Why I’m Not a Vegan

Why I’m Not a Vegan

I knew going into it that this video would be controversial. The vegan community on the internet can be quite ferocious. I’ve often been hesitant to share my philosophy on certain topics because some of my views are quite “non-traditional”, and otherwise, there are some things that people are just unwilling to be intellectually honest about (it’s one of the reasons I almost never make videos about religion anymore). In my experience, veganism has been one of those topics. But I decided to make the video anyway to test the waters. To be fair, the discussion has been mostly civil, like most of the discussions on my videos, but this is one of those topics where I find that people are driven by emotional appeals and dogmatic beliefs, rather than reason. Generally I don’t have a problem with this, however we have to understand that emotion is not an argument. Your emotions may convince you of something, but you should not expect that alone to convince everyone else.

Like most controversial videos, I expect to lose many subscribers over this, but I feel that the type of people who will unsubscribe just because they disagree on one thing are not the people I want around. Anyway, feel free to comment if you have any questions or thoughts 🙂

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7 Responses

  1. Lorna says:

    Very weak video. How can anyone urge that unnecessary suffering is anything other than wrong? I’m sure you think your suffering matters and the suffering of your family matters. Just because humans are the dominant species our suffering matters a great deal, but animals doesn’t matter at all? What if another species became dominant and overtook us. Would it be ok for them to enslave and torture us because we taste nice? So what if it isn’t the only way to reduce suffering? Being anti-death penalty – as you are – is not the only way too reduce suffering either. That hardly makes being pro-death penalty a positive thing.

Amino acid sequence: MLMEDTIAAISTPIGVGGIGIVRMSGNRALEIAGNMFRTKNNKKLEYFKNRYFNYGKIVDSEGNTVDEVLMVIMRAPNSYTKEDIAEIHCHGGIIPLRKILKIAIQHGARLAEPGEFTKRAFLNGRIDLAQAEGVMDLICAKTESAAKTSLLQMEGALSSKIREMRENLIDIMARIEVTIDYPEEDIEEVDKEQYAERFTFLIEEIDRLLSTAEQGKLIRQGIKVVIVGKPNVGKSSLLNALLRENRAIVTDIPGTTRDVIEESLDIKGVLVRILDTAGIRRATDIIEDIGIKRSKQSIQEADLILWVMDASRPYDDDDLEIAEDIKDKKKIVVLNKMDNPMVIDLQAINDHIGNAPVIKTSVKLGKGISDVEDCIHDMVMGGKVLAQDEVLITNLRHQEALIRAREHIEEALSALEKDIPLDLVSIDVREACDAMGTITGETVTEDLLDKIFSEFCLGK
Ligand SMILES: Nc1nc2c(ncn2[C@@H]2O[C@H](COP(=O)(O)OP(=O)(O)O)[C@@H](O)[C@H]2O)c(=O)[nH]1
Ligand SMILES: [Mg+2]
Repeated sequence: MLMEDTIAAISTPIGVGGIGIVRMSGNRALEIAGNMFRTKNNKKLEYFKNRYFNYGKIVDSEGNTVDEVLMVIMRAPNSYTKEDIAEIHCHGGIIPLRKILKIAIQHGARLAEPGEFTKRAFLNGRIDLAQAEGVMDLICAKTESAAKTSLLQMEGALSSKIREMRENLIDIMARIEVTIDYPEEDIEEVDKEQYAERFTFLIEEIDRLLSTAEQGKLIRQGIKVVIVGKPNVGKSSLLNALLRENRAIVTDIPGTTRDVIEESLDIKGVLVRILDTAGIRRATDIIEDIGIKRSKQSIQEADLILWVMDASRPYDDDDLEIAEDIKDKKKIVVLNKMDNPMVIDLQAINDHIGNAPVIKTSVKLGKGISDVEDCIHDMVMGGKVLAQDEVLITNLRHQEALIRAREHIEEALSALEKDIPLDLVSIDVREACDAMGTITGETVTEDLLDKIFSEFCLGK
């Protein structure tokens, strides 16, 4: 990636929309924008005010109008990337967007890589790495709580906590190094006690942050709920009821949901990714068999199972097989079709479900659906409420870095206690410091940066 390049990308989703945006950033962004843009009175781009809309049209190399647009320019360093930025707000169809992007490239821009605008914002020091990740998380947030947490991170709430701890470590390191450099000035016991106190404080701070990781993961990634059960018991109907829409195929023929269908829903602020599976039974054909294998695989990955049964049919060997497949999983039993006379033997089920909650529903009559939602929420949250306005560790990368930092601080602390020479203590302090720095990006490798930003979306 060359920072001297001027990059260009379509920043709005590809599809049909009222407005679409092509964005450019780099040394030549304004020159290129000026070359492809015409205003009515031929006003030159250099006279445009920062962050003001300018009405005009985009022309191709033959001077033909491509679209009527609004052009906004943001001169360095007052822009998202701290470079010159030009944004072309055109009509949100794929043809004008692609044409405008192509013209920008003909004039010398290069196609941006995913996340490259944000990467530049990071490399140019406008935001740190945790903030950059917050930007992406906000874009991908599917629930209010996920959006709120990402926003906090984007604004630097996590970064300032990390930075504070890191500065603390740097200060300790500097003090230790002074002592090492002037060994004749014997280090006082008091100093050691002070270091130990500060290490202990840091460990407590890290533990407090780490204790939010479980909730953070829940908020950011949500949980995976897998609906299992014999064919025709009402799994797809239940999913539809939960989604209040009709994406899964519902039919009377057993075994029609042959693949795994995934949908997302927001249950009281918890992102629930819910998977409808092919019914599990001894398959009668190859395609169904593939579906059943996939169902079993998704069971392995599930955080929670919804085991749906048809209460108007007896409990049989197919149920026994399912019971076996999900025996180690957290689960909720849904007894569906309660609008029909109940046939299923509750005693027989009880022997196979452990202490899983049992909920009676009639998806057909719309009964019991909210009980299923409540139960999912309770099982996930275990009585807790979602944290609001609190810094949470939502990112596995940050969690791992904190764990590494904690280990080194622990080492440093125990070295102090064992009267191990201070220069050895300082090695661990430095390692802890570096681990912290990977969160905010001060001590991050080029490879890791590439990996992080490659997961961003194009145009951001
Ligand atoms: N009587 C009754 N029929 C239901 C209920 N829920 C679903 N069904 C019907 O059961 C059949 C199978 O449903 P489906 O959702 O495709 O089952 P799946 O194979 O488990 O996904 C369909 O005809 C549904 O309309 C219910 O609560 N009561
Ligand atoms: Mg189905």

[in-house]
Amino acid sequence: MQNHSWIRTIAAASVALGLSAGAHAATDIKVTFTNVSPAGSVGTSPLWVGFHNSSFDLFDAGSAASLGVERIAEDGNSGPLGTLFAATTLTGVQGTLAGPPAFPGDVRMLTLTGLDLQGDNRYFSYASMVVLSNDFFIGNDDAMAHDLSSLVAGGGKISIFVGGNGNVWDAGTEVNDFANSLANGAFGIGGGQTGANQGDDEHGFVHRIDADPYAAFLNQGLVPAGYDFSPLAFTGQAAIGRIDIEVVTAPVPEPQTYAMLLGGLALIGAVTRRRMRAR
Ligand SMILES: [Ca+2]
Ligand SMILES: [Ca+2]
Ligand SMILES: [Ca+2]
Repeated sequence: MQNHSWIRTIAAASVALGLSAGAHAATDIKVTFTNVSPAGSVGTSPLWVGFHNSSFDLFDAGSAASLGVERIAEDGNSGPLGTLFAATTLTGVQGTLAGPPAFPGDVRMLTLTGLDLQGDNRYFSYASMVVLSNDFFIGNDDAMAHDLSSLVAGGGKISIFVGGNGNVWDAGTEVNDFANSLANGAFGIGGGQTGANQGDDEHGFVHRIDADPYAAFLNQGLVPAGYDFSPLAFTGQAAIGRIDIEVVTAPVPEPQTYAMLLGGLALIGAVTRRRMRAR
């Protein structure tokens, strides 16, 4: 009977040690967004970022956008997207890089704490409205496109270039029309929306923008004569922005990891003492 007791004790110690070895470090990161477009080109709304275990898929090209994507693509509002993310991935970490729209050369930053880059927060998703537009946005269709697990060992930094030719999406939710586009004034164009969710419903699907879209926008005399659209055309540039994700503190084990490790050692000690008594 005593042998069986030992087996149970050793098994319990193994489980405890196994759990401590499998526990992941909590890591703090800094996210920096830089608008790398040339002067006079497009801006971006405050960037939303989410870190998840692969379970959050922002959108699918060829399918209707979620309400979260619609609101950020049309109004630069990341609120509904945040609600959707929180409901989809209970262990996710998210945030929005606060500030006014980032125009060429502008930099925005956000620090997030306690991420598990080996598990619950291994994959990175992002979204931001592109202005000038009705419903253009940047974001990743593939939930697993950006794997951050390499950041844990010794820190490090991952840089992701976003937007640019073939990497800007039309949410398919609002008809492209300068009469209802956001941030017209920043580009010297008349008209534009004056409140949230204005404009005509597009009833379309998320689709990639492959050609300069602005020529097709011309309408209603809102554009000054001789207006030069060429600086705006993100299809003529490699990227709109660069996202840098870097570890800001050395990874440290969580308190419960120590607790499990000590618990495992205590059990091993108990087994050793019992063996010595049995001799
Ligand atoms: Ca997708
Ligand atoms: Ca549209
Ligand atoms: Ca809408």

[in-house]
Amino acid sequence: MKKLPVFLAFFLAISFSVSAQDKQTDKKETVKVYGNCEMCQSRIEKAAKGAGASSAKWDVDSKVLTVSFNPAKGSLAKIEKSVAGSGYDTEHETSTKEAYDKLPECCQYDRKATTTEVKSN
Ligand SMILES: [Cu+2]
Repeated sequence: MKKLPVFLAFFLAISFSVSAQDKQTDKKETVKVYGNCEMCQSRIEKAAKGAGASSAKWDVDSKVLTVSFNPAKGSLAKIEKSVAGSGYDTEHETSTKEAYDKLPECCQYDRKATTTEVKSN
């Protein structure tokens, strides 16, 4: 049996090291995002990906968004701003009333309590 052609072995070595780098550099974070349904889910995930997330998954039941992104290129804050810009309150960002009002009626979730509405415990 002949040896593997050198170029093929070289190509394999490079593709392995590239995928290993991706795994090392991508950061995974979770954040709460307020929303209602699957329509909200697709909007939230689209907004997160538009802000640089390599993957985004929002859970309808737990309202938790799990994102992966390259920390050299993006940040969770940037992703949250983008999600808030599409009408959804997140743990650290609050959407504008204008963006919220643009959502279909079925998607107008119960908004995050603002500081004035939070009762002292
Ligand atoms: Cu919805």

How can you claim to be Team People when you say you don’t care about keeping the planet healthy for future generations?

    • the1janitor says:

      I didn’t make any arguments about humans being the dominant species, nor did I argue that eating meat is a “positive thing.” If you’re going to dispute an argument, make sure it’s actually the one the person is making.

      • Lorna says:

        I never claimed that you did say that you mentioned humans being the dominant species. That’s why I mentioned that with a question mark. I was asking if that is why you think human suffering matters but billions of animals suffering unimaginable torture because you get pleasure from cooking and eating meat doesn’t because human’s are dominant? Because I see no logic behind that way of thinking at all. If using your enjoyment of eating meat wasn’t an argument of eating meat being positive then what is? If you don’t see eating meat as being positive then why continue to do it despite the huge damage it does to the planet?

        • the1janitor says:

          Give me a reason why animal suffering matters other than “because it does.” Emotions do not count as a reason. If you’re going to tell me that I HAVE to do something, you need to give me a reason other than “because suffering makes us sad.”